• Friday, October 29, 2010
  • With the addition of Pastor Michael K. to the staff, we have had to deal with a serious communication issue on a daily basis. Many of you have heard his mom and dad (Franklin and Sarah) teach and we all smile and act like we understand them with their accent. So we do with Michael on a daily basis. So you feel our pain, check out Bill Cosby and have a laugh


  • Erik Raymond, Pastor at Emmaus Bible (formerly Omaha Bible South) and our speaker at the men's retreat posted this challenge to pass on to you....

    If you want to engage in an interesting social experiment, the next time you go out to eat, look around. Watch the people that are eating. I have been captivated with what I’ve seen.

    People hover over their plates or don’t put their burgers down. The only time they open their mouths is to put more food in it. It is amazing. I have watched married couples, dating couples, friends, and coworkers sit together and rarely say a word, just gorge their faces. And the eating is typically fast too.

    You may be wondering if I’ve just parachuted in from another planet or something. The answer is no. However, I think the habits of others have just recently hit home for me. Literally.

    Our dinner table is made up of seven people. The kids range in age from 15 months to 15 years. And recently I have seen an increase in the speed eating and a decrease in the conversation.


  • Thursday, October 28, 2010
  • October 31 draws our attention to Halloween but it should also be a day of remembrance and teaching to our children of the celebration of The Reformation. It was on October 31, 1517 that Martin Luther decided he could not remain silent any longer and nailed his Ninety-Five Theses to a door and began what would be known as The Reformation. It is the birth of the Protestant Church and a movement that would actually go on for nearly 200 years. Of the many things that came from the movement, the greatest was called the “durchruch” by Luther, or the “breakthrough.” What this means is that Luther rediscovered the gospel. I trust that every day is a “durchruch” for you as you discover the gospel in all aspects of life.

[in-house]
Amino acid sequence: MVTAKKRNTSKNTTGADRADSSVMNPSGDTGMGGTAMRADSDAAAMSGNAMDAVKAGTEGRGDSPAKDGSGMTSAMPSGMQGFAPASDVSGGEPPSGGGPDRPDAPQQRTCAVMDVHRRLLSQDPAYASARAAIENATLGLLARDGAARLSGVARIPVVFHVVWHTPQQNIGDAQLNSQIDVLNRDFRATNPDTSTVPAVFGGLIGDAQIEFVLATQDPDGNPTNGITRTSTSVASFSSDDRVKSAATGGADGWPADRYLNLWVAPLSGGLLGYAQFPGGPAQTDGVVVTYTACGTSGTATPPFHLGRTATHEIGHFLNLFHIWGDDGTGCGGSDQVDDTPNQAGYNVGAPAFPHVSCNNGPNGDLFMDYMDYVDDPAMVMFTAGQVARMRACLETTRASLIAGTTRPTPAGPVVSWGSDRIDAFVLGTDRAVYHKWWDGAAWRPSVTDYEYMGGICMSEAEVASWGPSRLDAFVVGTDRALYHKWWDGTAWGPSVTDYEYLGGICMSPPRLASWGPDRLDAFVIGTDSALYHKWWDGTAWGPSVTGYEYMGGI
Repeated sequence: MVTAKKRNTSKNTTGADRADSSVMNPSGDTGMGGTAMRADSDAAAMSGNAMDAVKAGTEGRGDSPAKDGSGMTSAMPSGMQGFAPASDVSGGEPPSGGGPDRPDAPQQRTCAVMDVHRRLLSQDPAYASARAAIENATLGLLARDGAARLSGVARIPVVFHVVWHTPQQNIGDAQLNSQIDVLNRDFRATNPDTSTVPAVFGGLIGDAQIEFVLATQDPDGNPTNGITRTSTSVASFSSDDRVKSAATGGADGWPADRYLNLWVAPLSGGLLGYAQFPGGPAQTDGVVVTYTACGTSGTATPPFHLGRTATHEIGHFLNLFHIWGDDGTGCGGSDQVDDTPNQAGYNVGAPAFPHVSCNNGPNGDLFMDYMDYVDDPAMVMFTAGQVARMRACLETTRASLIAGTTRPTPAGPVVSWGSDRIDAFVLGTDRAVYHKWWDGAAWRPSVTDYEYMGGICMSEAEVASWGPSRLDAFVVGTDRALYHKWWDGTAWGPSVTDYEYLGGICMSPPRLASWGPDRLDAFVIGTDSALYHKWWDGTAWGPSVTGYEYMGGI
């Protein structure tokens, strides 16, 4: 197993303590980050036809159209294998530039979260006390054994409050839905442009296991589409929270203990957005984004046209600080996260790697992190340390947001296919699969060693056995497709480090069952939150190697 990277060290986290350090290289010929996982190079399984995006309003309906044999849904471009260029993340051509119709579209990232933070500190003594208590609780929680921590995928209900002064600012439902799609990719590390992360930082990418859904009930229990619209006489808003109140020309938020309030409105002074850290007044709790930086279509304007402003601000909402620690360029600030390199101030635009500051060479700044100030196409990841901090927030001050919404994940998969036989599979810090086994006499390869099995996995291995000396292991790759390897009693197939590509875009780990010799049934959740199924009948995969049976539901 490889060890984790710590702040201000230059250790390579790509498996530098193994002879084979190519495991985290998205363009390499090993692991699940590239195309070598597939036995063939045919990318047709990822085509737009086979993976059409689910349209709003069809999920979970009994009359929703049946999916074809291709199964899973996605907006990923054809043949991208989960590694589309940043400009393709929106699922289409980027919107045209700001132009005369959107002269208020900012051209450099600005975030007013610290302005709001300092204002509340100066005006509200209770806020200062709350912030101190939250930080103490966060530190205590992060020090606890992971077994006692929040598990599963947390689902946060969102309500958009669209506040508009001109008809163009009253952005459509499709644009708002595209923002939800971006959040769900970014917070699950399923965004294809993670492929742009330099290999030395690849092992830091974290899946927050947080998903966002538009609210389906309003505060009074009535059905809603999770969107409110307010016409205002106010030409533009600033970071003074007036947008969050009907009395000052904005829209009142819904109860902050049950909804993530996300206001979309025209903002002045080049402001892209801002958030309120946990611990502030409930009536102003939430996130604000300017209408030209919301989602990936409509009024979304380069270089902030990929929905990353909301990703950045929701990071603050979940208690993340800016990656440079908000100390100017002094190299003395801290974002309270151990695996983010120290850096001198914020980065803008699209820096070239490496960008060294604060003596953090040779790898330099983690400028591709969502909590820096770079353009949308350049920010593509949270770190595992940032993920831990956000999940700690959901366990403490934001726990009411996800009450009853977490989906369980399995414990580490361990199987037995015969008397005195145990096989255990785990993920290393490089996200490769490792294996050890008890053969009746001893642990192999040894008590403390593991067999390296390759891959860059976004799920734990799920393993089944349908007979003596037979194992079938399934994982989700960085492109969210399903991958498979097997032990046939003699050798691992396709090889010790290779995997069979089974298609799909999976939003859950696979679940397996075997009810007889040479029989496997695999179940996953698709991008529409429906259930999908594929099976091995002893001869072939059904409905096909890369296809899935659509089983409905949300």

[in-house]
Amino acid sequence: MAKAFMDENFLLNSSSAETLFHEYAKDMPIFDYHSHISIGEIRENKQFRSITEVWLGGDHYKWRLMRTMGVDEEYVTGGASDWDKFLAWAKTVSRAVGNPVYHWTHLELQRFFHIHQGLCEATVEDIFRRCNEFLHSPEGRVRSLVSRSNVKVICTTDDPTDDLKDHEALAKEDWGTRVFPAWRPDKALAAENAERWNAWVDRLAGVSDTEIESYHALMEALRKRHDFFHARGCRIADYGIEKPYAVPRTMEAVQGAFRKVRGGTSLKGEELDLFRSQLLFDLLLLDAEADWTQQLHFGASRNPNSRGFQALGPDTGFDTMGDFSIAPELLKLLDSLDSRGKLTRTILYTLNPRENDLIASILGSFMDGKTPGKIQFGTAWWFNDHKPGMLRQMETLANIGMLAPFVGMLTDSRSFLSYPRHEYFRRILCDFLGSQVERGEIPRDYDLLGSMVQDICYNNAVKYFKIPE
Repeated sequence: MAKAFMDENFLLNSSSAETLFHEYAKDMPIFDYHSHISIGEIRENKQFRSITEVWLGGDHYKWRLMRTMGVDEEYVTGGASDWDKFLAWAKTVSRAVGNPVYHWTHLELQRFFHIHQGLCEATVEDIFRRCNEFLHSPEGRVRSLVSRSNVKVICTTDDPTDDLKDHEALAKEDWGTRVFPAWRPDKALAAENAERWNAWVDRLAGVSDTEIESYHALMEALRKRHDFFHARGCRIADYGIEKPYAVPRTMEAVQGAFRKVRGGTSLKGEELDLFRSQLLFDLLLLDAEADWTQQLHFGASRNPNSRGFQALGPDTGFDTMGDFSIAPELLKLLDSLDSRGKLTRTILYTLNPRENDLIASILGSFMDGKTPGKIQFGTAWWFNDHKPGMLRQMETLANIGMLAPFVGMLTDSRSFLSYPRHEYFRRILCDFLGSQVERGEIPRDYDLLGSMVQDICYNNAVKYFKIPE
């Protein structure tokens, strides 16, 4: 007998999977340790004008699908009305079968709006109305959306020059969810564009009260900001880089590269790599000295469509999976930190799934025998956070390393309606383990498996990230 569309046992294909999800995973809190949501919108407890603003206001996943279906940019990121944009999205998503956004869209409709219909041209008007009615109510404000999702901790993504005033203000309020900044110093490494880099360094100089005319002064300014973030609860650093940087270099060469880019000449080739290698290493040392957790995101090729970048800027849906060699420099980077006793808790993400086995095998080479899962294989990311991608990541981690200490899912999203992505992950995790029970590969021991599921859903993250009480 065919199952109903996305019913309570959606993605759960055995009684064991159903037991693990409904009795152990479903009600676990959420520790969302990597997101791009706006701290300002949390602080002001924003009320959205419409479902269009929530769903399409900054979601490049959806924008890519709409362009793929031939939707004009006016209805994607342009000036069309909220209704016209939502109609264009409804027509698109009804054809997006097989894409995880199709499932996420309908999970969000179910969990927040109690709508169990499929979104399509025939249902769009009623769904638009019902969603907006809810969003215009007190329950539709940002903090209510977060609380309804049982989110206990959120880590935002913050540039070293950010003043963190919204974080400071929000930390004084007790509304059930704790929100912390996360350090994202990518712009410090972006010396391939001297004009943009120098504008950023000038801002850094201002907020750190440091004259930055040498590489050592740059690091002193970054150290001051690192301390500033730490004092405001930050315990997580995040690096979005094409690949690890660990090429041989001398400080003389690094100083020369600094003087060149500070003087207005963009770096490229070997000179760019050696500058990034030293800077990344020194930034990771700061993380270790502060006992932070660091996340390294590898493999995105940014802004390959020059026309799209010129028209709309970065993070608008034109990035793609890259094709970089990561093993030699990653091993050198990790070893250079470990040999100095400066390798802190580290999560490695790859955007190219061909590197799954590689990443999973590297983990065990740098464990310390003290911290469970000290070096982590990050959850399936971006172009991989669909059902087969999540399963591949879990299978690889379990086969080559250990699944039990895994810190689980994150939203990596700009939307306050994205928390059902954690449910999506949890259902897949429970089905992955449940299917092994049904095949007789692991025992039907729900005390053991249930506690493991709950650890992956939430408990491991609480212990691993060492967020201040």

You can learn all about the Reformation two fairly quickly ways this week. One is that Omaha Bible Church is hosting Stephen Nichols on Saturday, a reseach professor at Lancaster Bible College and nationally known church history expert who will be talking about the Reformation. Costs only $5 and includes lunch. You can register at http://www.omahabiblechurch.org/home/events/2010-fall-family-conference .  Another option is get Stephen Nichols' book, The Reformation; How a Monk and a Mallet Changed the World.  I am nearly done reading it and highly recommend it to all. It is entertaining and very informative.

    Enjoy what I think is the best single performance of the great Reformation hymn “A Mighty Fortress is Our God” written by Martin Luther and performed by Steve Green.

    J.C. Ryle - Watching Over Your Child's Soul

  • Tuesday, October 26, 2010
  • “Precious, no doubt, are these little ones in your eyes; but if you truly love them, then often think about their souls. Nothing should concern you as greatly as their eternal destiny. No part of them should be so dear to you as that part which will never die."

    “This is the thought that should be uppermost on your mind in all that you do for your children. In every step you take about them, in every plan, and scheme, and arrangement that concerns them, do not leave out that mighty question, ‘How will this affect their souls?"

    “A true Christian must not be a slave to what’s currently ‘in-fashion,’ if he wants to train his child for heaven. He must not be content to teach them and instruct them in certain ways, merely because it is customary, or to allow them to read books of a questionable sort, merely because everybody else reads them, or to let them form bad habits, merely because they are the habits of the day. He must train with an eye to his children’s souls. He must not be ashamed to hear his training called odd and strange. What if it is? The time is short—the customs of this world are passing away. He that has trained his children for heaven, rather than for the earth—for God, rather than for man—he is the parent that will be called wise in the end.”